Virginia started its second year of legal sports betting much in the way that it ended its first year – by breaking new barriers.
The all-mobile Virginia sports betting market took in $485.5 million in handle for January, easily surpassing the record of $427.3 million set in October.
The state launched sports betting in mid January 2021. Virginia has surpassed $400 in sports betting handle each of the past four months.
State Sports Betting Figures Soar
The exact January sports betting handle of $485,544,417 was a 13.8% increase from December ($426,596,891).
Virginia Sports Betting, January vs. December
|Change||Up 13.8%||Up 80.0%||Up 66.4%|
The revenue was well ahead of December as well, continuing a trend seen around the country for the first month of 2022. The sports betting adjusted gross revenue (AGR) in January was $18,220,567, up 80.0% in a month-over-month comparison to December’s $10,123,398, according to figures posted on Tuesday by the Virginia Lottery.
Tax Coffers and Problem Gambling Fund Benefit
The commonwealth took in $2,876,609 in sports betting taxes for January, a 66.4% boost from December, when Virginia’s coffers saw $1,729,130 in taxes.
The state’s Problem Gambling Treatment and Support Fund allocation for January was $71,915, bringing the total money earmarked for that fund to $580,416 since sports betting launched in Virginia.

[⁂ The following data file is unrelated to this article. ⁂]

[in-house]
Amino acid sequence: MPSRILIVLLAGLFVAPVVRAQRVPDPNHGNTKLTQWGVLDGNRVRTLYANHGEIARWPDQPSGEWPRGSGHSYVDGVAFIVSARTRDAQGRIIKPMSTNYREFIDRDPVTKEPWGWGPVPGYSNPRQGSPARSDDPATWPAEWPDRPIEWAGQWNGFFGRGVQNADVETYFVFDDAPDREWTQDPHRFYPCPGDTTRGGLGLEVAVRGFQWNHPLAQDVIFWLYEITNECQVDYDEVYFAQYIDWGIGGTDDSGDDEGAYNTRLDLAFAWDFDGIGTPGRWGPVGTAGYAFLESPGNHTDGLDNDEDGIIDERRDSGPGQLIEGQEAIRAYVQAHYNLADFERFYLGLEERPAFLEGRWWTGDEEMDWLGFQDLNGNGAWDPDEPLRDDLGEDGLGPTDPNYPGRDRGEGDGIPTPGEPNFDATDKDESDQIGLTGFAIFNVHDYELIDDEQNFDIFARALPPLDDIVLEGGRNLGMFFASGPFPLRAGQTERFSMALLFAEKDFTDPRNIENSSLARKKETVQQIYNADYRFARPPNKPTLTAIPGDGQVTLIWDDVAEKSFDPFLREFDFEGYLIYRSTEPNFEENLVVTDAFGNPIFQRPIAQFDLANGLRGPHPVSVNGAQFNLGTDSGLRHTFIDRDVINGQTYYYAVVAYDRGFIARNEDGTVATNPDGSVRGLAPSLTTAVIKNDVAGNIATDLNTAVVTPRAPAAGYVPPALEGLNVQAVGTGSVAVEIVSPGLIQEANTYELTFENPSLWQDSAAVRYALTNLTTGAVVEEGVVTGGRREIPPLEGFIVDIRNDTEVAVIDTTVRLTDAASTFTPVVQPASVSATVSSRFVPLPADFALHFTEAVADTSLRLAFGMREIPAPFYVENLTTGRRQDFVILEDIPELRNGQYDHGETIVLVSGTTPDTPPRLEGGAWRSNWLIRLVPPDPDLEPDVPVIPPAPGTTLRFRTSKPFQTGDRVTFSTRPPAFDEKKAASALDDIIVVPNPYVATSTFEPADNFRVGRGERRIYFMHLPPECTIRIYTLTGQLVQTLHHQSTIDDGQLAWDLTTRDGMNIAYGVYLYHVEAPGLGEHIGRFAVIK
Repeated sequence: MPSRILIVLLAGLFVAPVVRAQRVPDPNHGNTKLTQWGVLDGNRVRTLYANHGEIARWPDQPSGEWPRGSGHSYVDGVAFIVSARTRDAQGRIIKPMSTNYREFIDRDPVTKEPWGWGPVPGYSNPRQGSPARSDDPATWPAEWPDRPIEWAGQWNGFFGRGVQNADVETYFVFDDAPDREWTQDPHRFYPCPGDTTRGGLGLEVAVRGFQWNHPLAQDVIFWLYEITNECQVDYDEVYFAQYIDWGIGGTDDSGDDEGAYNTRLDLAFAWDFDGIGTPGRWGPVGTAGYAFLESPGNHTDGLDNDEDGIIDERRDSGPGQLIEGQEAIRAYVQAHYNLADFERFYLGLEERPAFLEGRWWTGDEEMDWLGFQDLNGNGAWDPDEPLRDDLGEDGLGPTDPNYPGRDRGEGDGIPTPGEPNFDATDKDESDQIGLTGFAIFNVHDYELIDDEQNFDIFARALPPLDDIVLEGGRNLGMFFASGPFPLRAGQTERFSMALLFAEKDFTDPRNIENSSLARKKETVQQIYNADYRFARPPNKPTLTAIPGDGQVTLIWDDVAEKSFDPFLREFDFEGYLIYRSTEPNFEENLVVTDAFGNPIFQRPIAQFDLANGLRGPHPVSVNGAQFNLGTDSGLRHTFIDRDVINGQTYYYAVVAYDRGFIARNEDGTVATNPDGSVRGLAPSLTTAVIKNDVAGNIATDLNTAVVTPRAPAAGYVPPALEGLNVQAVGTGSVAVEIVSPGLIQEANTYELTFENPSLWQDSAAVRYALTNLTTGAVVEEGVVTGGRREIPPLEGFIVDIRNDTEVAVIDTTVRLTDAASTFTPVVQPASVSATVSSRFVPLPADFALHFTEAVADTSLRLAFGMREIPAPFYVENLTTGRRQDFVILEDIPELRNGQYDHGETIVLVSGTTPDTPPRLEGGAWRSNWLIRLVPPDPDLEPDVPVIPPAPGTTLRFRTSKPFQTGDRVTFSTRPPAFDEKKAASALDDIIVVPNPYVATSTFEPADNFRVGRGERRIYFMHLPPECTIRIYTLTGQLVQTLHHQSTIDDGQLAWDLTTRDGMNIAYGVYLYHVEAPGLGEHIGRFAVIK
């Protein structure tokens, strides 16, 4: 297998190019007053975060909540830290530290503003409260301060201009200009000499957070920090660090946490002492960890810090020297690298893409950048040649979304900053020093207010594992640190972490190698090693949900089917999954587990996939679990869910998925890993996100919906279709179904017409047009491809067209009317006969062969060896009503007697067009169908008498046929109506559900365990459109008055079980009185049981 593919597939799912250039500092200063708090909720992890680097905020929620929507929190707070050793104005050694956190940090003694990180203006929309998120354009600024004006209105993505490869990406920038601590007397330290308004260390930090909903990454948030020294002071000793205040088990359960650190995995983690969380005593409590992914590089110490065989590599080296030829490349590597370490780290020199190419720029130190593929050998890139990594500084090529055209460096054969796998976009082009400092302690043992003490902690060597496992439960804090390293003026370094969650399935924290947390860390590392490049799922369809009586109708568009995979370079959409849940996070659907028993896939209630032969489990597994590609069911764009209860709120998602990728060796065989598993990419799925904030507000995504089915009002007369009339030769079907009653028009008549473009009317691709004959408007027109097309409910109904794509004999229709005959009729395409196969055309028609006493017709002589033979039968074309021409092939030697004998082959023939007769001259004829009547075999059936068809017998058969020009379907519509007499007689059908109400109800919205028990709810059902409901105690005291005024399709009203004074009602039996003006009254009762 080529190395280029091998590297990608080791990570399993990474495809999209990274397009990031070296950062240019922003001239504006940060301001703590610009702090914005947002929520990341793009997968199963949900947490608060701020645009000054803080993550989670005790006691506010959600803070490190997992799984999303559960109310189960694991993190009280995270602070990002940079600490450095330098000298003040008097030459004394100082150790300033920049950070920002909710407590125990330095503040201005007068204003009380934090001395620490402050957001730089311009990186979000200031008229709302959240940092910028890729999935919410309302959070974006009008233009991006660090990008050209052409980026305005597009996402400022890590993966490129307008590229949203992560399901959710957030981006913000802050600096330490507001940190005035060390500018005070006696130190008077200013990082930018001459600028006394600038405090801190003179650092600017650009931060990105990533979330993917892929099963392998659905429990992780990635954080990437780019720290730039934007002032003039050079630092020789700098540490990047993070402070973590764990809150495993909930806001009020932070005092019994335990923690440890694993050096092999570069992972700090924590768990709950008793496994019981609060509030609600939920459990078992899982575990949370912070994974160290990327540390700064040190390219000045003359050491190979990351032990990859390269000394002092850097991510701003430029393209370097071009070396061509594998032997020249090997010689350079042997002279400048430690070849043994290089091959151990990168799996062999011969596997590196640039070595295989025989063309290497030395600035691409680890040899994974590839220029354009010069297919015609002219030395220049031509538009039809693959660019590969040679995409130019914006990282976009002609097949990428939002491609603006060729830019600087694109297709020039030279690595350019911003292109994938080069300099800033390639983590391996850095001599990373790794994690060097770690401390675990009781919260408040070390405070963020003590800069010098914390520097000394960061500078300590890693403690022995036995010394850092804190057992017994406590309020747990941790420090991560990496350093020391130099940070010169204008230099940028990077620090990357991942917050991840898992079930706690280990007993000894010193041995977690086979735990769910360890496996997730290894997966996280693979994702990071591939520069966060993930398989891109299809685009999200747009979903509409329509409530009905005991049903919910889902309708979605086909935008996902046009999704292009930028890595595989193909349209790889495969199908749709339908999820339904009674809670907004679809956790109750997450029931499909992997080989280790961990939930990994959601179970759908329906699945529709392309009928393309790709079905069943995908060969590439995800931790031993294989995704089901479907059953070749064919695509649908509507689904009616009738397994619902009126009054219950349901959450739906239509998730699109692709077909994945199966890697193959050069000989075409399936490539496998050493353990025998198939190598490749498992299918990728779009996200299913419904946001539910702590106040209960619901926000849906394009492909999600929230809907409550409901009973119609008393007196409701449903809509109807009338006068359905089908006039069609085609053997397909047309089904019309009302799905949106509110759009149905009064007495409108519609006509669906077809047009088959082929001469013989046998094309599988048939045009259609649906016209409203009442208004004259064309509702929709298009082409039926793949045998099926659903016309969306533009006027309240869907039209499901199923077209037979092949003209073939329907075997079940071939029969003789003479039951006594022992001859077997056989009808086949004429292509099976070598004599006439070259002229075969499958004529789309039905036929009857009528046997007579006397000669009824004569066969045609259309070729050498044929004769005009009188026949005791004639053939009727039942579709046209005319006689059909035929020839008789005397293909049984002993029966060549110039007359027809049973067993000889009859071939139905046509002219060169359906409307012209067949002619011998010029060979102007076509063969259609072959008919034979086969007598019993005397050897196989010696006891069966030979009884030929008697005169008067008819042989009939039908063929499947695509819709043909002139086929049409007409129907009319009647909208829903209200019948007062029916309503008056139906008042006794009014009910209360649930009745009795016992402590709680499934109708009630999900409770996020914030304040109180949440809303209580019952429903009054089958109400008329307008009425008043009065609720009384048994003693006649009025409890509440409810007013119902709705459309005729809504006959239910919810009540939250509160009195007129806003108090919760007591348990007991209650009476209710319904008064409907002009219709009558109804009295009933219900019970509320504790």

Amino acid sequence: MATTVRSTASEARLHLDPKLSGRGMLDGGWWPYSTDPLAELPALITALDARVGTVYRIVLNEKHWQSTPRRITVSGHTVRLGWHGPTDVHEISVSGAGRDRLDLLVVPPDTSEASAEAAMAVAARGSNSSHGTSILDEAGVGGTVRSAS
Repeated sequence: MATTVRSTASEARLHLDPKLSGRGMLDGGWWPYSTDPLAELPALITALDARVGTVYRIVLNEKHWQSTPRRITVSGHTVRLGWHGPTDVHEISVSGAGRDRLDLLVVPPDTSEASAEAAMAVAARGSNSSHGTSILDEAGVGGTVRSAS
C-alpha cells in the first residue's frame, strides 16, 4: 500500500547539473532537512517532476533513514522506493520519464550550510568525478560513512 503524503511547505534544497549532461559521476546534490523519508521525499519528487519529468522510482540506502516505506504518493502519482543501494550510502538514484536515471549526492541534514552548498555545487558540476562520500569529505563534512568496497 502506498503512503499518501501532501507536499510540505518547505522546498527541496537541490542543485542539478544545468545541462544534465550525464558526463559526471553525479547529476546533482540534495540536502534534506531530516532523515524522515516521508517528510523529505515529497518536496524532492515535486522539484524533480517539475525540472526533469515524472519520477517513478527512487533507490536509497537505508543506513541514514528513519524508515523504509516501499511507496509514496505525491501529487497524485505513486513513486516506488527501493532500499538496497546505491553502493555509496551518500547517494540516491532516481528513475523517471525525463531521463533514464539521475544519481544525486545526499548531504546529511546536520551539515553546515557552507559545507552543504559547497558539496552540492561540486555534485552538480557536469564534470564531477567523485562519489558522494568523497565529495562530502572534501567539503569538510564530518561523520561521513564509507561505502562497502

Virginia Weighs Gaming Issues
In other Virginia developments, a bill that would allow wagering on in-state college teams did not make it out of the state House. A Senate version advanced out of the Finance and Appropriations Committee in February.
Also in the state Senate, a bill that would prohibit gaming businesses from using the phrase “Virginia Is For Bettors” passed by a 40-0 vote. The bill moved on to the House. The phrase “Virginia Is For Lovers” has been used in statewide promotional and tourism campaigns for decades.
And the famed Colonial Downs horse racing track was acquired by Churchill Downs Inc. along with other assets in a deal with Peninsula Pacific Entertainment. The deal would also see CDI acquire six Rosie’s Gaming Emporium historical horse racing outlets in Virginia. The Virginia Racing Commission must approve the deal, worth almost $2.5 billion, along with similar bodies in other states (the complete deal also includes casinos in New York and Iowa) before it can become final.